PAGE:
Date of text
Sources
CURIA
Court name
CJEU - Judgment of the Court (Second Chamber) of 23 September 2004
Tagging
Biodiversity
Free tags
Failure of a Member State to fulfil obligations
Directive 91/271/EEC
Urban waste water treatment
Article 5(1) and (2) and Annex II
Failure to identify sensitive areas
Meaning of 'eutrophication'
Failure to implement more stringent treatment of discharges into sensitive areas
Abstract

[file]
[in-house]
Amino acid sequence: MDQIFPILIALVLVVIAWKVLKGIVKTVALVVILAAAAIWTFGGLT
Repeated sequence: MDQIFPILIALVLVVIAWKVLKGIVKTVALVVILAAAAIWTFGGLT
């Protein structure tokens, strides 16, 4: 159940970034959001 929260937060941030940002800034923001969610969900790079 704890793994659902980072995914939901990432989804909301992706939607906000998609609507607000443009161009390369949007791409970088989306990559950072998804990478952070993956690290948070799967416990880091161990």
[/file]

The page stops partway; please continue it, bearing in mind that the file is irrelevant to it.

Case C-280/02 Commission of the European Communities v French Republic (Failure of a Member State to fulfil obligations – Directive 91/271/EEC – Urban waste water treatment – Article 5(1) and (2) and Annex II – Failure to identify sensitive areas – Meaning of ‘eutrophication’ – Failure to implement more stringent treatment of discharges into sensitive areas) Summary of the Judgment 1. Environment – Urban waste water treatment – Directive 91/271 – Identification of areas sensitive to eutrophication – Eutrophication – Definition (Council Directive 91/271, Arts 2(11) and 5(1)) 2. Environment – Urban waster water treatment – Directive 91/271 – More stringent treatment of discharge of the urban waste water from large agglomerations – Implications (Council Directive 91/271, Art. 5(2) and (3), Annexes I.B(3) and II.A(a), second para.) 1. By virtue of Article 5(1) of Directive 91/271 concerning urban waste water treatment, the Member States are obliged to identify the areas where discharges of urban waste water contribute significantly to eutrophication or the risk of eutrophication. The definition of eutrophication in Article 2(11) of that directive must be interpreted in the light of its objective, which goes beyond the mere protection of aquatic ecosystems and attempts to conserve man, fauna, flora, soil, water, air and landscapes from any significant harmful effects of the accelerated growth of algae and higher forms of plant life resulting from discharges of urban waste water. For there to be eutrophication within the meaning of the directive, there must be a cause and effect relationship between enrichment by nutrients and the accelerated growth of algae and higher forms of plant life on the one hand and, on the other hand, between the accelerated growth and an undesirable disturbance of the balance of organisms present in the water and to the quality of the water concerned. Species changes involving loss of ecosystem biodiversity, nuisances due to the proliferation of opportunistic macroalgae and severe outbreaks of toxic or harmful phytoplankton constitute an undesirable disturbance of the balance of organisms present in the water. As regards deterioration of water quality, that criterion refers not only to deterioration of the quality of the water which produces harmful effects for ecosystems but also deterioration of the colour, appearance, taste or odour of the water or any other change which prevents or limits water uses. (see paras 16, 19, 23-25) 2. Under Article 5(3), in conjunction with Annex I.B(3), of Directive 91/271 concerning urban waste water treatment, the treatment provided for in Article 5(2) of that directive is more stringent than that described in Article 4 of that directive and covers urban waste water entering collecting systems and from agglomerations of more than 10 000 ‘population equivalent’ (p.e.). That treatment means, inter alia, that discharges into areas sensitive to eutrophication must satisfy the requirements shown in Table 2 of that Annex, subject, however, to the provisions of the second paragraph of Annex II.A(a) to that directive, which provide that, as regards large agglomerations, the removal of phosphorus and/or nitrogen should be included unless it can be demonstrated that the removal will have no effect on the level of eutrophication. (see paras 104-105) JUDGMENT OF THE COURT (Second Chamber) 23 September 2004(1) (Failure of a Member State to fulfil obligations – Directive 91/271/EEC – Urban waste water treatment – Article 5(1) and (2) and Annex II – Failure to identify sensitive areas – Meaning of ‘eutrophication’ – Failure to implement more stringent treatment of discharges into sensitive areas) applicant, v defendant, THE COURT (Second Chamber),, after hearing the Opinion of the Advocate General at the sitting on 25 March 2004, gives the following …’ The following elements might be taken into account when considering which nutrient should be reduced by further treatment: